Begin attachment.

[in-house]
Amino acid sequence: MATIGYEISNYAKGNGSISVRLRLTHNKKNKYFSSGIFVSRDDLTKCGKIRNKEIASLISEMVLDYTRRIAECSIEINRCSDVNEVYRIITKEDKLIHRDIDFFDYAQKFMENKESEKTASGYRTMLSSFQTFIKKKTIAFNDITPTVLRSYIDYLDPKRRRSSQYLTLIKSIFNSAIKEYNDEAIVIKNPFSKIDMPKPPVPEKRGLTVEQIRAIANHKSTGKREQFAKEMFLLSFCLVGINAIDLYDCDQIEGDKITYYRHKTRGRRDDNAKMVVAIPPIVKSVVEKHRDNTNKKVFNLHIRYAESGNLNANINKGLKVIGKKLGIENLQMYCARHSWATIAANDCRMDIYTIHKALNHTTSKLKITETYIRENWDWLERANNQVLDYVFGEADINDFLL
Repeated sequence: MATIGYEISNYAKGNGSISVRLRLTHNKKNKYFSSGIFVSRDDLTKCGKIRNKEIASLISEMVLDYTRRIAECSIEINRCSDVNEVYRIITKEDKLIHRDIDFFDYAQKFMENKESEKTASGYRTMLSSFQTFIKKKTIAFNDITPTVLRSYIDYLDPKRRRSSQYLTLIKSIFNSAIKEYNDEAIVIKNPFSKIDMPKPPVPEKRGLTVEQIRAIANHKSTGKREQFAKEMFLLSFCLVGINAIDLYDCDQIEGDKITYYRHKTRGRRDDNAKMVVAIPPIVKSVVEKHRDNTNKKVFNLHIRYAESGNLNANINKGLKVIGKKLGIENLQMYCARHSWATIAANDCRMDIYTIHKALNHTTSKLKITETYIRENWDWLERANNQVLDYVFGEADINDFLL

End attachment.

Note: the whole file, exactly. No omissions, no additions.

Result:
[in-house]
Amino acid sequence: MATIGYEISNYAKGNGSISVRLRLTHNKKNKYFSSGIFVSRDDLTKCGKIRNKEIASLISEMVLDYTRRIAECSIEINRCSDVNEVYRIITKEDKLIHRDIDFFDYAQKFMENKESEKTASGYRTMLSSFQTFIKKKTIAFNDITPTVLRSYIDYLDPKRRRSSQYLTLIKSIFNSAIKEYNDEAIVIKNPFSKIDMPKPPVPEKRGLTVEQIRAIANHKSTGKREQFAKEMFLLSFCLVGINAIDLYDCDQIEGDKITYYRHKTRGRRDDNAKMVVAIPPIVKSVVEKHRDNTNKKVFNLHIRYAESGNLNANINKGLKVIGKKLGIENLQMYCARHSWATIAANDCRMDIYTIHKALNHTTSKLKITETYIRENWDWLERANNQVLDYVFGEADINDFLL
Repeated sequence: MATIGYEISNYAKGNGSISVRLRLTHNKKNKYFSSGIFVSRDDLTKCGKIRNKEIASLISEMVLDYTRRIAECSIEINRCSDVNEVYRIITKEDKLIHRDIDFFDYAQKFMENKESEKTASGYRTMLSSFQTFIKKKTIAFNDITPTVLRSYIDYLDPKRRRSSQYLTLIKSIFNSAIKEYNDEAIVIKNPFSKIDMPKPPVPEKRGLTVEQIRAIANHKSTGKREQFAKEMFLLSFCLVGINAIDLYDCDQIEGDKITYYRHKTRGRRDDNAKMVVAIPPIVKSVVEKHRDNTNKKVFNLHIRYAESGNLNANINKGLKVIGKKLGIENLQMYCARHSWATIAANDCRMDIYTIHKALNHTTSKLKITETYIRENWDWLERANNQVLDYVFGEADINDFLL